“The Hunted” (2003)
“The Hunted” is a suspense thriller about a tracker, Bonham (Tommy Lee Jones), who teams up with FBI agent Abby Durrell (Connie Nielsen) to hunt down a trained assassin Hallam (Benicio Del Toro)
Hallam’s use of the the hand drill to start a fire is amazing and well done. A proficient hand drill user always uses just the palms of his/her hands. Also, a friction fire is not a dramatic bursting into flame.
The knife making scene is unrealistic. The forging technique is not going to work. Unless coal is available, the fire can’t get hot enough to forge steel. Bringing a metal to its forging temperature allows the metal’s shape to be changed by applying a relatively small force, without creating cracks. (“Metals – Melting Temperatures”. The Engineering ToolBox).
To forge carbon steel (which is what the springs were) requires a temperature of about 2,246 degrees. “In general terms, wood will burn up to about 2,000 degrees Fahrenheit depending on the type of wood and the way that a fire has been structured.” (https://firefighterinsider.com/)
“Those Who Wish Me Dead” (2021)
In this movie, a smoke jumper and a traumatized boy fight for their lives as two relentless assassins pursue them through a raging fire in the Montana wilderness.
Here the survival scene involves getting through a forest fire.
Several years ago, I went to a fire school seminar designed to teach newspaper reporters how to survive a forest fire. As a reporter, I covered several forest fires.
The movie fire was not smoky enough, and it traveled too slow. Wildfires can travel remarkably fast, depending on the wind and the terrain. The movie forest fire seems to stay on the ground and it moved slowly.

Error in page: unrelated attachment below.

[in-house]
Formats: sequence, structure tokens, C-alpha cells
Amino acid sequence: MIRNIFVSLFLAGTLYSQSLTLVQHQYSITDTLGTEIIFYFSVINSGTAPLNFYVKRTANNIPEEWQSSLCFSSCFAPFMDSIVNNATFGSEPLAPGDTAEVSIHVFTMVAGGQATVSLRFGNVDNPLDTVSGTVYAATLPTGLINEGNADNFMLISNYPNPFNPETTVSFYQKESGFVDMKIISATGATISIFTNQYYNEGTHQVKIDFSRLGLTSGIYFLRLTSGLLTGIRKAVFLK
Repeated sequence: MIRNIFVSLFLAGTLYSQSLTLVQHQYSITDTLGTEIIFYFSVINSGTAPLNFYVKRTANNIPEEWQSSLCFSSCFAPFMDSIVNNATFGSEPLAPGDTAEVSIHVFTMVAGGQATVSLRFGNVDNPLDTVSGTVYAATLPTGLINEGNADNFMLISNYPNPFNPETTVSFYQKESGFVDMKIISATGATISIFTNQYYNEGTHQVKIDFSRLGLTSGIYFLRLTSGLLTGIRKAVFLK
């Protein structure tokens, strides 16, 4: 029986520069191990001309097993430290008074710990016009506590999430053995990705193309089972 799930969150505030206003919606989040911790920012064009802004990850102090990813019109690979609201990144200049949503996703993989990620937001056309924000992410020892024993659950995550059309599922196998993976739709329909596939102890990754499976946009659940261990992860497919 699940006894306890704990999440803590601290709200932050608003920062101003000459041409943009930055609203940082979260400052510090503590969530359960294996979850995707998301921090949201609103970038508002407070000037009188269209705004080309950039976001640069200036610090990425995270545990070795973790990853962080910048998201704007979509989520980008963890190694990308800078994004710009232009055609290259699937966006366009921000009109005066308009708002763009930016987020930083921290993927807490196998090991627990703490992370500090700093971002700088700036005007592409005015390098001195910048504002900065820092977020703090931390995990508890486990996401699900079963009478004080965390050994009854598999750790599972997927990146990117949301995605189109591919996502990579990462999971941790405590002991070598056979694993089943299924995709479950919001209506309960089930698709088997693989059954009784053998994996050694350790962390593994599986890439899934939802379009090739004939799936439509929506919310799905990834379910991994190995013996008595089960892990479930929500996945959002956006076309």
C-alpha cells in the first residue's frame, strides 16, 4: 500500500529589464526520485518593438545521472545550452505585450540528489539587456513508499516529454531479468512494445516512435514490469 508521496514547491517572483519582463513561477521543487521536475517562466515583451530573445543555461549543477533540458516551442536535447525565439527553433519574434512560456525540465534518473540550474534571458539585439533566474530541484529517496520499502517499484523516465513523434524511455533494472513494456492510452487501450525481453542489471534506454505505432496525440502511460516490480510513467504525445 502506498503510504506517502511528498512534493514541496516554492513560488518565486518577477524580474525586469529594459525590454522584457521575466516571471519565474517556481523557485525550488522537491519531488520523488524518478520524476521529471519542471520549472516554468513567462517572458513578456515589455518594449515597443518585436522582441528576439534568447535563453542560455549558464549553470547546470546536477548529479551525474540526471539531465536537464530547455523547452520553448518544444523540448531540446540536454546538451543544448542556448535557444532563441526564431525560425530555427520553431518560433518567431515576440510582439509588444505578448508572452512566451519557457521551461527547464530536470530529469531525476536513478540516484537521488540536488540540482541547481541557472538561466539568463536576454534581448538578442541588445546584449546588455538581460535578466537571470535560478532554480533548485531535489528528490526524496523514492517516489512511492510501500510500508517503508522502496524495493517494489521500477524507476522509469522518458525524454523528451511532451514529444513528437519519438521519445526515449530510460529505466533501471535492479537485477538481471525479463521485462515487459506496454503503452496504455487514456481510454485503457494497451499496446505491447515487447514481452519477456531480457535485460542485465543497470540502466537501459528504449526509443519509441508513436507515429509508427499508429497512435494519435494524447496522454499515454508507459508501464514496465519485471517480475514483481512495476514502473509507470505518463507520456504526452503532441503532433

In reality, a forest fire can travel faster than a person can run, and in the right conditions the blaze can create its own wind.
And forest fires are loud. In some instances, the flames seem to howl and the fires can make a terrifying squall.
There is no safe place near a forest fire. The fire can catch in the crown of the trees, and create a flashover that traps people. The best bet is to get upwind of the fireline, and try to move perpendicular to it. But this is not the safest place. I covered a fire near La Pine, OR where the wind switched 28 times.
Smoke is another concern, especially if the wind changes. All fires emit carbon dioxide, carbon monoxide, and particulate matter, including white (organic) carbon and black carbon.
Jumping into the water was really the only way to survive the fire. The water needs to be deep, so it completely covers the body, and so it doesn’t heat up and boil you alive.
Wetting a bandana or piece of clothing and breathing through it would have been a good idea. This would have cooled the air somewhat and kept them from inhaling embers or particles. The super heated air, even if it was clean, could sear the lungs.
Everybody knows the plot of “Titanic.” I included this scene as an example of a good survival technique. Always carry a whistle. You can only yell for help as long as your voice lasts.
In this scene, Kate Winslett is about to die of hypothermia on the floating door, and Leonardo DiCaprio has sunk below the waves to a watery grave. Kate doesn’t have the strength to yell of help. At 4:02, she uses the whistle to save herself.
This example gets used every time I teach about emergency signaling. A simple whistle can be a lifesaver. Because many people remember this scene, it is an effective teaching tool.
Probably the biggest survival myth is that something big and dramatic is going to do someone in.
In reality, the survival situation can start from something as simple as getting a blister so you can’t walk fast, or tripping over a rock and getting hurt or taking the wrong turn on a trail. The little, non-dramatic things like hypothermia or dehydration can kill you as dead as a wolf or grizzly.
But those situations are not interesting, exciting or dramatic, and they won’t make the cut. Be careful of the little things!